• Conrad-Alexandre Gérard, the first French ambassador to the U.S. (according to Pauline ChapmanFrench Revolution as seen by Madame Tussaud , p.330)
  • Antoine-Louis Séguier,  avocat-général of the Parlement of Paris, a well-known society figure 
  • Necker (in 1789)

3. Exotic figures 
  • The Ottoman"Grand Turk" (and members of his harem)
  • Mustapha Ali, Turkish murderer
  • Chinese Emperors
  • Hyder Ali of Mysore 
  • Tableau of the ambassadors of "Tippou-Saib"(Tipu Sultan) of Mysore
See Meredith Martin,"Tipu Sultan’s ambassadors at Saint-Cloud: indomania and anglo- phobia in pre-Revolutionary Paris", West 86th, 21(1), 2014, p.37-68.

During the American War a French expeditionary force had been sent to the aid of Haider ("Hyder") Ali, ruler of Mysore; he was widely rumoured to have met with the French admiral Suffren to discuss a coalition against the British. In 1788 Haider's son Tipu Sultan sent three ambassadors to France to pursue the prospect of an alliance and to further commerical ties. They stayed for three months and were widely seen in Paris, where they were a source of great fascination.  Their visit spawned large quantities of merchandise, from prints and portrait busts to porcelain cups and fashion plates. Claude-André Deseine sculpted them and Elizabeth Vignée Lebrun painted their portraits.  The duc and duchesse d'Orléans stole the limelight by receiving them publically in the Palais-Royal.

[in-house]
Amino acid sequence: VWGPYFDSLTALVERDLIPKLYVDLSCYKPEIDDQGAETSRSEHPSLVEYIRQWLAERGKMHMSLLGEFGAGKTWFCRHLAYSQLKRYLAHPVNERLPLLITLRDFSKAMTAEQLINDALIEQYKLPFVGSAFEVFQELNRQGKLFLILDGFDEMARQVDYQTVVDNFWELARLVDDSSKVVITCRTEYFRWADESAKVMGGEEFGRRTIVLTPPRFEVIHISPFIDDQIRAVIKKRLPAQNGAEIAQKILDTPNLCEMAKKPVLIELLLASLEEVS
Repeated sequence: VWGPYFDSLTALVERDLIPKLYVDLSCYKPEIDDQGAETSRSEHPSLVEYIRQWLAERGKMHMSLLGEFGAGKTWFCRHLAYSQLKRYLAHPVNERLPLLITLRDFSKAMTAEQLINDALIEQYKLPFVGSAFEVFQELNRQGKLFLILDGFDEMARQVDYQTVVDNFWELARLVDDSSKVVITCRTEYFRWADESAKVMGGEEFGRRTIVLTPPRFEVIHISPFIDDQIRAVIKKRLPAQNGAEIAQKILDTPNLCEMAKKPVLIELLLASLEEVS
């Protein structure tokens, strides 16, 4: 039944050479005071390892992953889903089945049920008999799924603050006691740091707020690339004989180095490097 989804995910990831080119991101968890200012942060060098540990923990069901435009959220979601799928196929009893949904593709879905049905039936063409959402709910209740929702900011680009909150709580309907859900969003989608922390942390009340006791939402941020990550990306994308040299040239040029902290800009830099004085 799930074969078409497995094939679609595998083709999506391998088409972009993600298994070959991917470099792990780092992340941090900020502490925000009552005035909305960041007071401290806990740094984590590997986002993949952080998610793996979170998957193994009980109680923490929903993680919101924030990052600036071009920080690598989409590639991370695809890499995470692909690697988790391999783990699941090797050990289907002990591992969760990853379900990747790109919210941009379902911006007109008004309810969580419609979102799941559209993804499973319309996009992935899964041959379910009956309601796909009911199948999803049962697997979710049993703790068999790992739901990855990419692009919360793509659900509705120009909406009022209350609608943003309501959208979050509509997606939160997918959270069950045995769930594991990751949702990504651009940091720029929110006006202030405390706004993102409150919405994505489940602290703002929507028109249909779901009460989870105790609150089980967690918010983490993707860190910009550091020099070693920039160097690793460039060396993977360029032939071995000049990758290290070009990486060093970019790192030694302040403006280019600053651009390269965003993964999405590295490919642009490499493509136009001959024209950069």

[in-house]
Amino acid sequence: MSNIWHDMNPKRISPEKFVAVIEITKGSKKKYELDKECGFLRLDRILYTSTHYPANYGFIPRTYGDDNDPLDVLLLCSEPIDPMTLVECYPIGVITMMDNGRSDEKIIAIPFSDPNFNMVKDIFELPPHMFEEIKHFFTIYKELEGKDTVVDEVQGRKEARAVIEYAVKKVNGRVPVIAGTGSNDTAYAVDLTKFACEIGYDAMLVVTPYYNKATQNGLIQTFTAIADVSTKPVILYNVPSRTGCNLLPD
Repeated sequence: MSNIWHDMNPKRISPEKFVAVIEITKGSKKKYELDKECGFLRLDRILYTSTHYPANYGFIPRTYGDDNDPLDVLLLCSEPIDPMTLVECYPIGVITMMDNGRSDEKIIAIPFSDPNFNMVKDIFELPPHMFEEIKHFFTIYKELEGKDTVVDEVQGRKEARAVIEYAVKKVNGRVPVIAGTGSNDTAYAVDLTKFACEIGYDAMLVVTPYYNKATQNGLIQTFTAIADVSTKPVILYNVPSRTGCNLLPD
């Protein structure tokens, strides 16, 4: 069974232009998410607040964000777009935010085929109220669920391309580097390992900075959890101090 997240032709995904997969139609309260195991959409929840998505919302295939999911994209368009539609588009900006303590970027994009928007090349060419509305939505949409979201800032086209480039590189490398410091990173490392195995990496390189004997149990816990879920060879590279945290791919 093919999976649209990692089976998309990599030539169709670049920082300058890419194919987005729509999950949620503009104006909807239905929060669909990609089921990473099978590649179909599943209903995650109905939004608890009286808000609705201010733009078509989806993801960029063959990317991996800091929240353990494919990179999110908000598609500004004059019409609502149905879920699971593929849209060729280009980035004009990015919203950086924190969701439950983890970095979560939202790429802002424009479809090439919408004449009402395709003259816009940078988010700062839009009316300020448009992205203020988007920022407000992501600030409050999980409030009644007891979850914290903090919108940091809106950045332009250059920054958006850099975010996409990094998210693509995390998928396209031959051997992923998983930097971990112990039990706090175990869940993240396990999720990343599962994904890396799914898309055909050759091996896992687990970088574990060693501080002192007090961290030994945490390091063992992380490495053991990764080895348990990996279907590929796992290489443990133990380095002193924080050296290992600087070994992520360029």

Deseine, The Ambassador Mohammed Osman Khan, terracotta; Louvre.
According to Madame Tussaud, courtiers at Versailles played a jolly trick on the Indian party by setting up a mock wax tableau at Versailles, which contained real people rather than wax effigies.

Le Vachez, Interior of the new Circus at Port-Royal with the Ambassadors of "Nabab-Tipu" (detail)

4. Icons of the Enlightenment

  • Voltaire
  • Rousseau
  • Linguet
  • Buffon